Horse Coughs Grass
I was interested in your October 1999 question about the horses who were coughing pasture grass. I have owned my Quarter Horse for over 18 years and never heard her cough until this past summer. It was an upper respiratory cough, beginning as a kind of “sniff,” such as a person makes who has a cold. Her vet diagnosed it exactly as you did for the other letter writer: grass allergy. Then in early September, she choked on an apple. We took her to a clinic and had her scoped. The biggest finding was only mentioned in passing: The vet said something about her epiglottis being abnormally small and looking like a piece of bacon.
We took her off grass, and the coughing disappeared. This spring we had her allergy tested. Grass molds and fungus were positive. We put her on Bioquench and a human homeopathic allergy pill. She did well with limited access to pasture when the weather was dry. When it rained and the grass greened, she began coughing once more after only a few minutes of grass.
The biggest problem is she aspirates the grass from her nose when the grass is green and nice. I talked to New Bolton Center this summer, and the vet there believes the small epiglottis is causing this problem now that she is older (she is 22, but in good health). We have always kept a nice pasture, and she is the only horse on it. I feel sorry for her, standing in the riding ring, when she should be in the grass. Do you have any suggestions'
Moon Township, PA
Although we don’t like them for long-term use, you might consider a course of antihistamines. The allergies she shows on her blood test are commonly found and may or may not have much to do with her symptoms this year. It is probably just as likely that there is something about the grass making her react. Her epiglottis may be why the grass appears at her nose, but it is not the reason why your mare reacts to the grass.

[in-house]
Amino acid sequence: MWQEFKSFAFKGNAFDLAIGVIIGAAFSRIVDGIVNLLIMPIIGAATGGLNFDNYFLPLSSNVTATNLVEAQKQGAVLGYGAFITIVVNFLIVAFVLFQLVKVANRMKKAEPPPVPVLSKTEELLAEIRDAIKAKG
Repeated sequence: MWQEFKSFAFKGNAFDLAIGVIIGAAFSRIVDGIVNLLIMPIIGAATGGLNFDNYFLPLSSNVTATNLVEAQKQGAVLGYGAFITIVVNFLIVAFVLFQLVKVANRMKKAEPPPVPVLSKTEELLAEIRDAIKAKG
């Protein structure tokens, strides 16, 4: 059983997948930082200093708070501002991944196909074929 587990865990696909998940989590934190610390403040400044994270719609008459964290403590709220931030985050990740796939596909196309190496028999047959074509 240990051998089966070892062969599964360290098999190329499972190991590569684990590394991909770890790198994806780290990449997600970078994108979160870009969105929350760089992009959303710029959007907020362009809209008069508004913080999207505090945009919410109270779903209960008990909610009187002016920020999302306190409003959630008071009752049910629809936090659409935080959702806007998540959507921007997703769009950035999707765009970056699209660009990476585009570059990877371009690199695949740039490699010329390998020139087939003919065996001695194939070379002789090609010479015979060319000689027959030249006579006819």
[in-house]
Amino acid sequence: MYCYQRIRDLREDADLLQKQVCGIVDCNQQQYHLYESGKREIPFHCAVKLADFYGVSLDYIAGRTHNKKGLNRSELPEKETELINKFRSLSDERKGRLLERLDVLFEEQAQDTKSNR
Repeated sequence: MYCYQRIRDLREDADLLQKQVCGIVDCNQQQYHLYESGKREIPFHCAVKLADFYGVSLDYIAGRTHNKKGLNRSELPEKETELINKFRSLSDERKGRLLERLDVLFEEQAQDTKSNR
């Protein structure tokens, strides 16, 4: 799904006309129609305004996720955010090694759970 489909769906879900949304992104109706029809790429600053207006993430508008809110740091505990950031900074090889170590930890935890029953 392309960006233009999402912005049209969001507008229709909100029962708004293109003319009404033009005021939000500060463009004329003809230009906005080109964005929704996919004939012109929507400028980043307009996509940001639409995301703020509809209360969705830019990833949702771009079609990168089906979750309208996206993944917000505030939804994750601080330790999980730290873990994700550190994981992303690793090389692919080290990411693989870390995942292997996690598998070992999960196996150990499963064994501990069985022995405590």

You might ask your vet about a local application of DMSO to her throat to try to cut any inflammation/irritation and/or feeding MSM. MSM has been shown to curb cellular inflammatory reactions and sometimes helps with allergies. Treat for about two weeks before you try letting her have any grass. It is possible she will be able to eat grass again without problems this year, if the weather is more normal.
Will She Fill Out'
My Quarter Horse filly is three years old, but only 14.1 hands. I suspect she didn’t get a good start on life, but she is in good shape now. I would like her to fill out and grow another inch. She is on free-choice hay but not much pasture. I traced her parents to two stout reining horses, neither over 15 hands. I don’t care so much about her height, but I wish she would get wider. Can I feed her something to help'
Your filly’s maximum possible adult height and width are determined genetically (see June 1998 “String Test For Height Potential”). Even with a slow start, if she is being fed an adequate diet for optimal growth she will catch up to her potential.
You can’t change bone structure, but you can bulk up areas like her chest, shoulders and hindquarters. She will continue to get longer (bones of the spine are the last to stop growing) and may get a little bit taller at this age, but most of the changes in appearance after the age of three come from additional muscle development. If all you do is pour calories into her, you will end up with a fat young horse with a skinny neck and narrow chest.